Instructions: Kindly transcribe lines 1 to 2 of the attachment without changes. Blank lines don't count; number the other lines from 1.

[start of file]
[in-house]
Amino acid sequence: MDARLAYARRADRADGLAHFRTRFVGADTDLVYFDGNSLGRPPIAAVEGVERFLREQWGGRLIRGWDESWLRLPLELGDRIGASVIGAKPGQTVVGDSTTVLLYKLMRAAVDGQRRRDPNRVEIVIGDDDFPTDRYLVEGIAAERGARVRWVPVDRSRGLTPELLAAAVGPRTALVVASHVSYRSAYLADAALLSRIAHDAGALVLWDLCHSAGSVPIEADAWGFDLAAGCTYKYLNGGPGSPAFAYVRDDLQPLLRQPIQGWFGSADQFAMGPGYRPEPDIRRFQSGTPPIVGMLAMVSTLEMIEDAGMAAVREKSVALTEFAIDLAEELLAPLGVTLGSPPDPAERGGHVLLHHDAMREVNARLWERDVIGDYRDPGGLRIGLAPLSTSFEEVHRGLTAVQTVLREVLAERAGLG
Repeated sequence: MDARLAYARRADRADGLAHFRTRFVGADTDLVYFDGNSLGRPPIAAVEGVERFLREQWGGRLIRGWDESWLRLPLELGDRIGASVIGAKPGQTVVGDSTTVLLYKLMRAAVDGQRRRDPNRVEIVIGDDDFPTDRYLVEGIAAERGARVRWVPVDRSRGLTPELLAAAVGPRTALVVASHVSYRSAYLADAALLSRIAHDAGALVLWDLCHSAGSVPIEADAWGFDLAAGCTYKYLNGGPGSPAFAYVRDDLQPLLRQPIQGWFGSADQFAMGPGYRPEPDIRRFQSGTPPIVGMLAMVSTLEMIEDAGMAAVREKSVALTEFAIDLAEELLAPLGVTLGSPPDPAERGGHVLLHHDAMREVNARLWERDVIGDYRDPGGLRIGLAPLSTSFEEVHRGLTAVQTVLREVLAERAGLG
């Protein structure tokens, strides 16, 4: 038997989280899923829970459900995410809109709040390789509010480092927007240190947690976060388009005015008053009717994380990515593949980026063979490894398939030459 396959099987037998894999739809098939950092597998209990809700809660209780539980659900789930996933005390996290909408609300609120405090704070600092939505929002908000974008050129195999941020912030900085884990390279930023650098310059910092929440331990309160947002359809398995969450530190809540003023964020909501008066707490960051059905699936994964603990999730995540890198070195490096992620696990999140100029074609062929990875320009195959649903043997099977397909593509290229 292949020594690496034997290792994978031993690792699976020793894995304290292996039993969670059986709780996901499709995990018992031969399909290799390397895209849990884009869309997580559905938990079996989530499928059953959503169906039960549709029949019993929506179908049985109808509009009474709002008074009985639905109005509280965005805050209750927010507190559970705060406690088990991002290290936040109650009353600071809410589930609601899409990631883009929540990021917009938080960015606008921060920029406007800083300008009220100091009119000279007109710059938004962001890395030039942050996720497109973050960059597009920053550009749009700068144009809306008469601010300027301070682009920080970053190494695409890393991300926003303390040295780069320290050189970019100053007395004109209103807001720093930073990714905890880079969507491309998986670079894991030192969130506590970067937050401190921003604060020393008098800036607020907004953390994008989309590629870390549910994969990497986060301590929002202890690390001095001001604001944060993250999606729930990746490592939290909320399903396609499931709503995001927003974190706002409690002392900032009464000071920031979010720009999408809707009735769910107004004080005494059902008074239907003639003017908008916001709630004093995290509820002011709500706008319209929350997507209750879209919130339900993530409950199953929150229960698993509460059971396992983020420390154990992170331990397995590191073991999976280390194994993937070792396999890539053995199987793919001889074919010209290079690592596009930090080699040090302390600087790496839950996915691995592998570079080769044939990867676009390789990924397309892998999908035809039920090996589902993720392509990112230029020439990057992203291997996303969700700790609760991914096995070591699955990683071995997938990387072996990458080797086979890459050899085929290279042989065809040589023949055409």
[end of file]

[in-house]
Amino acid sequence: MDARLAYARRADRADGLAHFRTRFVGADTDLVYFDGNSLGRPPIAAVEGVERFLREQWGGRLIRGWDESWLRLPLELGDRIGASVIGAKPGQTVVGDSTTVLLYKLMRAAVDGQRRRDPNRVEIVIGDDDFPTDRYLVEGIAAERGARVRWVPVDRSRGLTPELLAAAVGPRTALVVASHVSYRSAYLADAALLSRIAHDAGALVLWDLCHSAGSVPIEADAWGFDLAAGCTYKYLNGGPGSPAFAYVRDDLQPLLRQPIQGWFGSADQFAMGPGYRPEPDIRRFQSGTPPIVGMLAMVSTLEMIEDAGMAAVREKSVALTEFAIDLAEELLAPLGVTLGSPPDPAERGGHVLLHHDAMREVNARLWERDVIGDYRDPGGLRIGLAPLSTSFEEVHRGLTAVQTVLREVLAERAGLG